From Counterculture to Over-the-Counter Culture: An Analysis of Rolling Stone's Coverage of the New Left in the United States from 1967-1975
David J. Atkin
Rolling Stone magazine's early tradition of investigative reporting of controversial issues that the mainstream press ignored, downplayed or missed is an important part of postmodern American press lore. Within months of its inception in 1967, the publication emerged as a leader among the alternative, or underground, press, fusing the music and politics of America's New Left. 1 In this regard, Rolling Stone became the standard-bearer for a new editorial genre that historians link to "a rebellion not only against the establishment but also against its conventional mass media." 2 But within the flowering of this new underground press lay the seeds of its own demise -- a heavy editorial dependency upon the antiwar rhetoric of the New Left.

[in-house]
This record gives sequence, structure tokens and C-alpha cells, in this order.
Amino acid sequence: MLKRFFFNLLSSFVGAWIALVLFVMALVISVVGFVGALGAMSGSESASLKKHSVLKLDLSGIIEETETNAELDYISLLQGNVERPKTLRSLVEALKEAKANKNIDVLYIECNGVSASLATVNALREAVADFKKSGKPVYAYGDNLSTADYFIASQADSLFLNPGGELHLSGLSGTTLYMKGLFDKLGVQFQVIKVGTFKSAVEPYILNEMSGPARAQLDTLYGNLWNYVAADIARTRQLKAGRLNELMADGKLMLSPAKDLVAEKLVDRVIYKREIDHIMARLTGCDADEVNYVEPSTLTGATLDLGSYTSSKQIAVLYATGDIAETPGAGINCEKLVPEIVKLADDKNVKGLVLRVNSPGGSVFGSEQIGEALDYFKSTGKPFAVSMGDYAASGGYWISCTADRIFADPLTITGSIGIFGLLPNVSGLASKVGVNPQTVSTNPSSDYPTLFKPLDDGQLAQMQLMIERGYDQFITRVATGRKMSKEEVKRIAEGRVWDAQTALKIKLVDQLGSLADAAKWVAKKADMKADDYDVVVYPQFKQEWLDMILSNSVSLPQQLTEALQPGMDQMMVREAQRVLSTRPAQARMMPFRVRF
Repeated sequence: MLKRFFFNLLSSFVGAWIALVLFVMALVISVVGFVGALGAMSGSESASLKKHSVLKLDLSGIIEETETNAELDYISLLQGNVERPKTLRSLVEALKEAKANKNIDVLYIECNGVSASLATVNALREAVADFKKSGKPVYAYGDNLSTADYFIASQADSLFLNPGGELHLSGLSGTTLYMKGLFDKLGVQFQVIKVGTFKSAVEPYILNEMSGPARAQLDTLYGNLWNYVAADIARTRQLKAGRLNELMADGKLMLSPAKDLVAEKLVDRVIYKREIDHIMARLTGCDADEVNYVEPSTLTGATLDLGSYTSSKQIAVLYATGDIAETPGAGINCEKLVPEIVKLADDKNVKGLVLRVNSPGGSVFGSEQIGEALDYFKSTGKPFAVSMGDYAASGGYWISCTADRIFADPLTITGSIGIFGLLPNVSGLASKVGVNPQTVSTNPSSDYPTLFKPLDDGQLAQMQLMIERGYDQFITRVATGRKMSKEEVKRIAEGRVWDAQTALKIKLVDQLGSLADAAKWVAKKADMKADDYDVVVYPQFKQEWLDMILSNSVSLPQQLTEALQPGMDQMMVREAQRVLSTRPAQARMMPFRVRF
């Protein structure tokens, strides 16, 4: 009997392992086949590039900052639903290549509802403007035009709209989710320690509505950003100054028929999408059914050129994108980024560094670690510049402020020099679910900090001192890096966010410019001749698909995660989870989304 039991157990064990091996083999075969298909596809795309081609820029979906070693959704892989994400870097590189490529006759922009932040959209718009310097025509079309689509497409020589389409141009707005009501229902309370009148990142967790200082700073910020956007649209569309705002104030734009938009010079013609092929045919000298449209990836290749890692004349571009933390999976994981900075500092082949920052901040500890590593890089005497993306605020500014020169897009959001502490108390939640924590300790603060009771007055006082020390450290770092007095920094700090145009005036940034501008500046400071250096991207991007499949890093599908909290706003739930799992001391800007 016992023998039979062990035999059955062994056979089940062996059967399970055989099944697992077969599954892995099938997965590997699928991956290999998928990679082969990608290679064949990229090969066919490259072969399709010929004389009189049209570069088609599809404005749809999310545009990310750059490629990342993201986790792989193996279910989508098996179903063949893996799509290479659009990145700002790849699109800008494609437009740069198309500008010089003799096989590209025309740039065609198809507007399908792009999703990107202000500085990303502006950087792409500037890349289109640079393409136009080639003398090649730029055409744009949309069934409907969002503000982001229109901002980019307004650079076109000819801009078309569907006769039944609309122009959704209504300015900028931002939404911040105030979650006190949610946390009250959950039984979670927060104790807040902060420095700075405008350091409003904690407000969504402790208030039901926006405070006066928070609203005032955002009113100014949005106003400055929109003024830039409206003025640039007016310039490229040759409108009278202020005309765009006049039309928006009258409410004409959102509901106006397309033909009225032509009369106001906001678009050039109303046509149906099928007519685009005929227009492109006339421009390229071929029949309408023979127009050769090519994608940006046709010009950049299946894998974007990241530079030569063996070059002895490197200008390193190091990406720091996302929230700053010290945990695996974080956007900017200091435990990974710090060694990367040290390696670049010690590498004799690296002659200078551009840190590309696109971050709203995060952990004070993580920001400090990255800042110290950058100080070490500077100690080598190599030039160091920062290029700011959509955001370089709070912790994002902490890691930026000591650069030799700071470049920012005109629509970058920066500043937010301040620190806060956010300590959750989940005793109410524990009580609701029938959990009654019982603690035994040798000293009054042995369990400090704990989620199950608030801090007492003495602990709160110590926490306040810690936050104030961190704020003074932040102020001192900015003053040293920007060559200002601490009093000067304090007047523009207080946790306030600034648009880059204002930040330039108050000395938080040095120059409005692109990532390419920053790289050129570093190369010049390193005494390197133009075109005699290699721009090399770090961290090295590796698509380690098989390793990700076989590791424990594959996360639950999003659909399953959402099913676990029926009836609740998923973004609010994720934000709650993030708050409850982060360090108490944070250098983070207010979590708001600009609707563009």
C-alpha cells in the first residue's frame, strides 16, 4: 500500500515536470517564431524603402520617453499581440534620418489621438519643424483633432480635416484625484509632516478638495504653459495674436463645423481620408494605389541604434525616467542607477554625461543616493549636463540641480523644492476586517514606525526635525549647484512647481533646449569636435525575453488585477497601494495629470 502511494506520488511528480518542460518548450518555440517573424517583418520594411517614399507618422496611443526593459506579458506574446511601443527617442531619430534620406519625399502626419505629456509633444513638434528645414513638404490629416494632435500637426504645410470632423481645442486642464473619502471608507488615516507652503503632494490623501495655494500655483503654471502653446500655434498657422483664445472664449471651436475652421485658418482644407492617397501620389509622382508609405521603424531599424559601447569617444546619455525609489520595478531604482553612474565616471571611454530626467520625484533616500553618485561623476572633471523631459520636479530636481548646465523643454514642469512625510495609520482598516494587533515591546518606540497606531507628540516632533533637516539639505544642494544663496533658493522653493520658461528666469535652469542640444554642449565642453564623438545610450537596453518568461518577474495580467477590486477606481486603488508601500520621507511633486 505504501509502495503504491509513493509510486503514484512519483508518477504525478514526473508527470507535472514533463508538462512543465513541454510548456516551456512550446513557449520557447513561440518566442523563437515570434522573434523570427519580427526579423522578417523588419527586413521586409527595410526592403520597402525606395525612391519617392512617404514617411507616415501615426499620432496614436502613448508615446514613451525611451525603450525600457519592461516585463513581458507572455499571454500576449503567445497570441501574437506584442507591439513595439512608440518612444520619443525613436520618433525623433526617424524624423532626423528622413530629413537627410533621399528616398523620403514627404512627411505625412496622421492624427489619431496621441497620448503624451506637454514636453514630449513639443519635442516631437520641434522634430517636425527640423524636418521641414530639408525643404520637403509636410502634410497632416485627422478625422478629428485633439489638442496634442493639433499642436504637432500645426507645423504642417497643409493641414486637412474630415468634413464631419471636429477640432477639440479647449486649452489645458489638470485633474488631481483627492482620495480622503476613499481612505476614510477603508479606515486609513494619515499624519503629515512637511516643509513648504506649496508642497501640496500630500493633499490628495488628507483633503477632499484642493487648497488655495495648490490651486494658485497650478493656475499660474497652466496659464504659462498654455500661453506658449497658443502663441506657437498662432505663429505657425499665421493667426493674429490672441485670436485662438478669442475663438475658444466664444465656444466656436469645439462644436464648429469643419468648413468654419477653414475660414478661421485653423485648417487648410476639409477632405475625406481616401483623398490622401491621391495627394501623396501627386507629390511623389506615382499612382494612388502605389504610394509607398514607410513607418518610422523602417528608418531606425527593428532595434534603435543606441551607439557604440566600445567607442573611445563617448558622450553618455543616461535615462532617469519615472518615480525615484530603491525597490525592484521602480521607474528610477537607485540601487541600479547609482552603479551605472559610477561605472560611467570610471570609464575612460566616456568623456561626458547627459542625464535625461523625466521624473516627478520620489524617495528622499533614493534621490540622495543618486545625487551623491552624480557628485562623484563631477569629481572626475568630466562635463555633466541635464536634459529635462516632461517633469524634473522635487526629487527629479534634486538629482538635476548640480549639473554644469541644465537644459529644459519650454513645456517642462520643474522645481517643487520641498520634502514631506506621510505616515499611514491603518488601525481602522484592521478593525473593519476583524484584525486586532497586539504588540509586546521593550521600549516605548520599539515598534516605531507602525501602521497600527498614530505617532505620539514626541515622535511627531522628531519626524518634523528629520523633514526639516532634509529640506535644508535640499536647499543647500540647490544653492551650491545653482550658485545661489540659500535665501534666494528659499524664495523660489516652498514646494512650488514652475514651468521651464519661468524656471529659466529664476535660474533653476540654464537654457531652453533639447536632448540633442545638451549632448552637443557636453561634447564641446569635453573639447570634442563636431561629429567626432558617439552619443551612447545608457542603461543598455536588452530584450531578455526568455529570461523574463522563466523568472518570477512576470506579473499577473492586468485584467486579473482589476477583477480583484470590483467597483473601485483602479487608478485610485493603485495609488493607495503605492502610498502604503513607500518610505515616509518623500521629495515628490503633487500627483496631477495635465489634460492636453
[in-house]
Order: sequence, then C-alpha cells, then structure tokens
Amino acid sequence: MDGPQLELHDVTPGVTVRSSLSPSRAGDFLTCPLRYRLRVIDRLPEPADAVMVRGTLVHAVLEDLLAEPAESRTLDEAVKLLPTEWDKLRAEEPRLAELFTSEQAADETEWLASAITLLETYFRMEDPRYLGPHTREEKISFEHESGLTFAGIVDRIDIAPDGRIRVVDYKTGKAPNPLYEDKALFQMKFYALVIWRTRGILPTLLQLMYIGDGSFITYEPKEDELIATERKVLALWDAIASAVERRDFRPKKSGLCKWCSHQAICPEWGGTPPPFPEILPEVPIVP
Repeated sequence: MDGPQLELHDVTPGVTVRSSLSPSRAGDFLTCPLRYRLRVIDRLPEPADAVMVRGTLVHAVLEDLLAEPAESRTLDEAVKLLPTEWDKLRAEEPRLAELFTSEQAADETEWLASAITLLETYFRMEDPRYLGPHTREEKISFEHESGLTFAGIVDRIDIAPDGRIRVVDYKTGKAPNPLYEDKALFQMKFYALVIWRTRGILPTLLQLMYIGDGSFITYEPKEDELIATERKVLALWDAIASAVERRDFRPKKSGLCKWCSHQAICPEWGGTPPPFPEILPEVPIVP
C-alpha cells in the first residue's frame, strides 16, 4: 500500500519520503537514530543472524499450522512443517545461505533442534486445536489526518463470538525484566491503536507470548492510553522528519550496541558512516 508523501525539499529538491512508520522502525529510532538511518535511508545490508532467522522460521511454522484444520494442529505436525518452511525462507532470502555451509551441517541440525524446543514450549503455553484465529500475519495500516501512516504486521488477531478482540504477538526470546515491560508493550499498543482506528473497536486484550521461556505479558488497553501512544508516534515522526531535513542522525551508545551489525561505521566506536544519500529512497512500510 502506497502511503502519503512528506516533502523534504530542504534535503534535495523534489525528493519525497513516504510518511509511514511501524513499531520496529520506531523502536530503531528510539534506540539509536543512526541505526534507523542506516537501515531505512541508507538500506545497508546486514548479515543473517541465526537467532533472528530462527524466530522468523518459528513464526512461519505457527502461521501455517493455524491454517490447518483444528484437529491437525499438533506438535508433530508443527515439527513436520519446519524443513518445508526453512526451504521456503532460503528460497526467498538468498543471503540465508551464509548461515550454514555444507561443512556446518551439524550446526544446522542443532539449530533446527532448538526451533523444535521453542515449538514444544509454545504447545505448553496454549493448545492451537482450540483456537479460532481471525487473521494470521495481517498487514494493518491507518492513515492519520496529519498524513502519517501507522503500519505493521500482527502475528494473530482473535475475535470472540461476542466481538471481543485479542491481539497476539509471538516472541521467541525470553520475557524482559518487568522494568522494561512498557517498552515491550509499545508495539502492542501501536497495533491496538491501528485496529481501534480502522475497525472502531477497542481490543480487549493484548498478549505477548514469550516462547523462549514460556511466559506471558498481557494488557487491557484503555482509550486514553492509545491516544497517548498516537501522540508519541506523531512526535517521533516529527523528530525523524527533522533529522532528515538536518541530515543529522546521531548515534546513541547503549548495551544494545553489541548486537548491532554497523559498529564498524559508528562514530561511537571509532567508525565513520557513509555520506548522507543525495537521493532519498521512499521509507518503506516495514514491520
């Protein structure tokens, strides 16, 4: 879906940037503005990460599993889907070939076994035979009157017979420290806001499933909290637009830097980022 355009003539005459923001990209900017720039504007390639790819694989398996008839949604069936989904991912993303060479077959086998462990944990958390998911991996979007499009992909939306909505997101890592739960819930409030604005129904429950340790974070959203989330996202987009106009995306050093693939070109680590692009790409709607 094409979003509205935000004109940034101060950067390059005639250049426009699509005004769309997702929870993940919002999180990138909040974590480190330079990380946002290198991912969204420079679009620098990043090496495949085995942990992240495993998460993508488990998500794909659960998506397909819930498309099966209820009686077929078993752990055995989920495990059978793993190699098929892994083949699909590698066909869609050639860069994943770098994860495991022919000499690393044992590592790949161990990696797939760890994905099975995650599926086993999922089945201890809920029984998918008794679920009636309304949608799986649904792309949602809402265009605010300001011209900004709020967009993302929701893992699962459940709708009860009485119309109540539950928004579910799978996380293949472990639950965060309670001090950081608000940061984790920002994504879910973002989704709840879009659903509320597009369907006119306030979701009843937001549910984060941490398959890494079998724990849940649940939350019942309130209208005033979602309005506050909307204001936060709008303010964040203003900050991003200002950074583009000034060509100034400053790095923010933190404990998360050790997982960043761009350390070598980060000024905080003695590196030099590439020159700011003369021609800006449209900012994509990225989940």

As a consequence, several of these alternative publications folded or declined in circulation as U.S. involvement in the Vietnam War subsided during the early 1970s. 3 Nevertheless, Rolling Stone's popularity continued to grow in mainstream as well as underground circles as it "fed the imaginations of daily reporters . . . in newsrooms across the country." 4
Against this backdrop of social and market transition, Rolling Stone executed a series of editorial changes that assured its survival outside of the declining alternative press market. This chapter explores the